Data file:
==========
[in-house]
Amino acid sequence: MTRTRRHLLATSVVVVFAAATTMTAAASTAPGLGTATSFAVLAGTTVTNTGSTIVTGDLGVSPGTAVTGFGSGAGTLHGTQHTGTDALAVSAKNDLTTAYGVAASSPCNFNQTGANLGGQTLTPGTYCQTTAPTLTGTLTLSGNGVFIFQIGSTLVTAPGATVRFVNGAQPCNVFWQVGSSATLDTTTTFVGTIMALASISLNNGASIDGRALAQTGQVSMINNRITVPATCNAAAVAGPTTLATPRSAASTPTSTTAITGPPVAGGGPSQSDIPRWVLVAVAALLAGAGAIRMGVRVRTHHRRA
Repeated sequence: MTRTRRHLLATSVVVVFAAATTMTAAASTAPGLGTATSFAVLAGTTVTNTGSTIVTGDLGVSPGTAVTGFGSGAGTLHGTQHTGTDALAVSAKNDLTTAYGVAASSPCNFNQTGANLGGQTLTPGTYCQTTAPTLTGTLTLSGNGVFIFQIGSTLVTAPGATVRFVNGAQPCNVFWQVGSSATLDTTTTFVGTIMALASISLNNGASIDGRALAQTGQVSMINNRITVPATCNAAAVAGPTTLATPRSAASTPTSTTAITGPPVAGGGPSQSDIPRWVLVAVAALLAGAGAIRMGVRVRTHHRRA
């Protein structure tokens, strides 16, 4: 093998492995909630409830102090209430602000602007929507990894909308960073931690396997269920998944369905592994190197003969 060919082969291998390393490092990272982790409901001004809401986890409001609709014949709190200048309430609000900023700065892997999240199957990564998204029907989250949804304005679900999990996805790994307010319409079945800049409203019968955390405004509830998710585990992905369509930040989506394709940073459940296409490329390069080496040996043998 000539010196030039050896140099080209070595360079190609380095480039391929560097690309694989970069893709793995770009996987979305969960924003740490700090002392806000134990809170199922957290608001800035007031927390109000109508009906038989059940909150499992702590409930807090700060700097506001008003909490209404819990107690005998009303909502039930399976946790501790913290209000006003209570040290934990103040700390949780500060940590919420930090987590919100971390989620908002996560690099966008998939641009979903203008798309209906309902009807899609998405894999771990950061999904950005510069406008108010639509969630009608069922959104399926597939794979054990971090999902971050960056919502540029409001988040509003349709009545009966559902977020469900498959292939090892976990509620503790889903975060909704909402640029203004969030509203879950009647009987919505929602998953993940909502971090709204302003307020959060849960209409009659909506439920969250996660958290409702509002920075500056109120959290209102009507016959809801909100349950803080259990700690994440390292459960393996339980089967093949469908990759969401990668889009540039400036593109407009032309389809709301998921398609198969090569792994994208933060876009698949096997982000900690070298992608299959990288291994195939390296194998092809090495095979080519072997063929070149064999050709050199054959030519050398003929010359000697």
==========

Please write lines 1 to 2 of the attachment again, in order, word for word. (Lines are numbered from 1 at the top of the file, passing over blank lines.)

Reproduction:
[in-house]
Amino acid sequence: MTRTRRHLLATSVVVVFAAATTMTAAASTAPGLGTATSFAVLAGTTVTNTGSTIVTGDLGVSPGTAVTGFGSGAGTLHGTQHTGTDALAVSAKNDLTTAYGVAASSPCNFNQTGANLGGQTLTPGTYCQTTAPTLTGTLTLSGNGVFIFQIGSTLVTAPGATVRFVNGAQPCNVFWQVGSSATLDTTTTFVGTIMALASISLNNGASIDGRALAQTGQVSMINNRITVPATCNAAAVAGPTTLATPRSAASTPTSTTAITGPPVAGGGPSQSDIPRWVLVAVAALLAGAGAIRMGVRVRTHHRRA